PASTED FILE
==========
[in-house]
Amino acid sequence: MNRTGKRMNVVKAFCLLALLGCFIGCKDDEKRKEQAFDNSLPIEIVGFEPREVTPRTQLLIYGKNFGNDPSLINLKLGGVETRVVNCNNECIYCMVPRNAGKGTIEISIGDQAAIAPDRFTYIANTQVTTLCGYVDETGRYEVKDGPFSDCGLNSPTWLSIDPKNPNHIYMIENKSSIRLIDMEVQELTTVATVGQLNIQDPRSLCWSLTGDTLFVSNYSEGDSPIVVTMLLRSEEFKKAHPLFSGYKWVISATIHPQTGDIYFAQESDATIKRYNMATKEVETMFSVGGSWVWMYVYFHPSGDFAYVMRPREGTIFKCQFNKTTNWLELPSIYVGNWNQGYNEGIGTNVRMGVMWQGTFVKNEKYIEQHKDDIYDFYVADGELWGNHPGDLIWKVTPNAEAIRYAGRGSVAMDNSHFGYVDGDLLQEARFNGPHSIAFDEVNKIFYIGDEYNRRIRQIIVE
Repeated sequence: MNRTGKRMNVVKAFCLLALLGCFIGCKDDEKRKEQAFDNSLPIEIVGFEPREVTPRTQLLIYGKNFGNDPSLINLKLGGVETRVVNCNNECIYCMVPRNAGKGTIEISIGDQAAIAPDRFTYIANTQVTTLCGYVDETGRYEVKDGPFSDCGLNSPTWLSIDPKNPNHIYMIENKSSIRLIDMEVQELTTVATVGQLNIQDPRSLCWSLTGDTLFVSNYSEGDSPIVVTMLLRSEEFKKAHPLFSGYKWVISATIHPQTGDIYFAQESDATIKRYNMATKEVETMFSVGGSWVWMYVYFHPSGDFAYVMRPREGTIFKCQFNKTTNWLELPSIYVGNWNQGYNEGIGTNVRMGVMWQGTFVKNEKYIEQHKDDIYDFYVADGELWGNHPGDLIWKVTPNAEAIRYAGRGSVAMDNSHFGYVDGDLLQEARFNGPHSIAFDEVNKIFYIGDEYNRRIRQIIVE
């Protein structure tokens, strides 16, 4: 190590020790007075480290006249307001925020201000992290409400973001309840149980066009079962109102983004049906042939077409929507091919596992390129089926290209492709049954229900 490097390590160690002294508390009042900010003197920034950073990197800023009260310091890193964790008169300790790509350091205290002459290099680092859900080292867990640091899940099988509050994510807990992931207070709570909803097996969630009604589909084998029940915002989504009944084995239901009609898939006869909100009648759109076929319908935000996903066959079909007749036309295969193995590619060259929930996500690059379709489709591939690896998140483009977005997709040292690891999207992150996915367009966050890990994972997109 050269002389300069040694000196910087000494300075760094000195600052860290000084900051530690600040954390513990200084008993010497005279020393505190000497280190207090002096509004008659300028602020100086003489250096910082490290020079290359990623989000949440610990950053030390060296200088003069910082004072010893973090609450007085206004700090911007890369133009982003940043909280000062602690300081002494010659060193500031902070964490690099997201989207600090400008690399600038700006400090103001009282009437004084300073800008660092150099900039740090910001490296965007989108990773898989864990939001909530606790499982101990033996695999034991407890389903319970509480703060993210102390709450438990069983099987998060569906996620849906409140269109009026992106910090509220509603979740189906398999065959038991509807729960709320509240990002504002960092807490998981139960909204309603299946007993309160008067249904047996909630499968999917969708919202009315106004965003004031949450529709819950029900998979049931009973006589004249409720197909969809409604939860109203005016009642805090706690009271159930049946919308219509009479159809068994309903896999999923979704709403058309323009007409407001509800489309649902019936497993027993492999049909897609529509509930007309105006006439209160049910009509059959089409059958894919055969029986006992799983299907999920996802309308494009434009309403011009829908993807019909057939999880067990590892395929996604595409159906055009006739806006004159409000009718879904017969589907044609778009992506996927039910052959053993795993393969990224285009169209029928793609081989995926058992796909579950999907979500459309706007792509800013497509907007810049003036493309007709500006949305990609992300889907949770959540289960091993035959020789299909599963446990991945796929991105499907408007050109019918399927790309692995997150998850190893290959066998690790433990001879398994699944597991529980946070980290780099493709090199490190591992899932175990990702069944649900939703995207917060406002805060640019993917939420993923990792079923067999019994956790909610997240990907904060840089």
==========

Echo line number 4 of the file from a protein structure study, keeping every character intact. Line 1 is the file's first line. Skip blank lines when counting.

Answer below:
């Protein structure tokens, strides 16, 4: 190590020790007075480290006249307001925020201000992290409400973001309840149980066009079962109102983004049906042939077409929507091919596992390129089926290209492709049954229900 490097390590160690002294508390009042900010003197920034950073990197800023009260310091890193964790008169300790790509350091205290002459290099680092859900080292867990640091899940099988509050994510807990992931207070709570909803097996969630009604589909084998029940915002989504009944084995239901009609898939006869909100009648759109076929319908935000996903066959079909007749036309295969193995590619060259929930996500690059379709489709591939690896998140483009977005997709040292690891999207992150996915367009966050890990994972997109 050269002389300069040694000196910087000494300075760094000195600052860290000084900051530690600040954390513990200084008993010497005279020393505190000497280190207090002096509004008659300028602020100086003489250096910082490290020079290359990623989000949440610990950053030390060296200088003069910082004072010893973090609450007085206004700090911007890369133009982003940043909280000062602690300081002494010659060193500031902070964490690099997201989207600090400008690399600038700006400090103001009282009437004084300073800008660092150099900039740090910001490296965007989108990773898989864990939001909530606790499982101990033996695999034991407890389903319970509480703060993210102390709450438990069983099987998060569906996620849906409140269109009026992106910090509220509603979740189906398999065959038991509807729960709320509240990002504002960092807490998981139960909204309603299946007993309160008067249904047996909630499968999917969708919202009315106004965003004031949450529709819950029900998979049931009973006589004249409720197909969809409604939860109203005016009642805090706690009271159930049946919308219509009479159809068994309903896999999923979704709403058309323009007409407001509800489309649902019936497993027993492999049909897609529509509930007309105006006439209160049910009509059959089409059958894919055969029986006992799983299907999920996802309308494009434009309403011009829908993807019909057939999880067990590892395929996604595409159906055009006739806006004159409000009718879904017969589907044609778009992506996927039910052959053993795993393969990224285009169209029928793609081989995926058992796909579950999907979500459309706007792509800013497509907007810049003036493309007709500006949305990609992300889907949770959540289960091993035959020789299909599963446990991945796929991105499907408007050109019918399927790309692995997150998850190893290959066998690790433990001879398994699944597991529980946070980290780099493709090199490190591992899932175990990702069944649900939703995207917060406002805060640019993917939420993923990792079923067999019994956790909610997240990907904060840089």